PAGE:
The World Bank has cancelled a $1.2 billion loan to Bangladesh to enable the country to build its largest bridge, citing concerns over corruption.
According to Reuters, the 6-kilometer-long road-rail bridge across the Padma River is intended to link the country’s underdeveloped southern region with the capital city, Dhaka, and Bangladesh’s main port, Chittagong, benefiting some 30 million people.
The bank said that although it had provided Bangladesh’s government with evidence of high-level corruption related to the project in September, requested that Dhaka suspend officials suspected of fraud, and sent a high-level delegation to the capital to outline the bank’s concerns over the issue, Bangladesh’s response had been “unsatisfactory,” with the authorities failed to investigate the claims, according to the BBC.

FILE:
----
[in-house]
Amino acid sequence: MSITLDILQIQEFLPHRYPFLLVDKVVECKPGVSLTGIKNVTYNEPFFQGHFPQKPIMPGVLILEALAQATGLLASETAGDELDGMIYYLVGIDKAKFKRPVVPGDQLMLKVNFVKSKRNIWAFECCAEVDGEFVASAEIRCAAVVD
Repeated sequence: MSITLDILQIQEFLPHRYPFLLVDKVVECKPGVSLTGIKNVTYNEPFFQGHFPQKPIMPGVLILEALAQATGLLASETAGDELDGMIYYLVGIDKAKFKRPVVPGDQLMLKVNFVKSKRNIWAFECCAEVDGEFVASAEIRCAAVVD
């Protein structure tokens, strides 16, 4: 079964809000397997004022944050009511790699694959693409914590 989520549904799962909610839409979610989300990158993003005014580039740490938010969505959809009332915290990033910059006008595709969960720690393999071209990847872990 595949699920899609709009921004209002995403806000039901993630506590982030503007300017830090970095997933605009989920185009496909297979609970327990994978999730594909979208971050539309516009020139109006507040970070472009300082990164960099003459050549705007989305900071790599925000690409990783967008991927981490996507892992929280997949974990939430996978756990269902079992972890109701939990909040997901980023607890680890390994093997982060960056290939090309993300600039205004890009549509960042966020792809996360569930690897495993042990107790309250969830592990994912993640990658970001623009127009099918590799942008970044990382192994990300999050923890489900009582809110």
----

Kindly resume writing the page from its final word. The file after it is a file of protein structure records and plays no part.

In a statement Friday, the Washington-based bank said: “The World Bank cannot, and should not, and will not turn a blind eye to evidence of corruption.”
“In light of the inadequate response by the government of Bangladesh, the World Bank has decided to cancel its $1.2 billion… credit in support of the Padma multipurpose bridge project, effectively immediately,” it added.
According to the Agence France, two former executives from Canadian engineering firm SNC-Lavalin are also embroiled in the corruption allegations. Following a year-long investigation, based on evidence supplied by the World Bank, the pair now face charges in Ottawa of attempting to bribe Bangladeshi officials.
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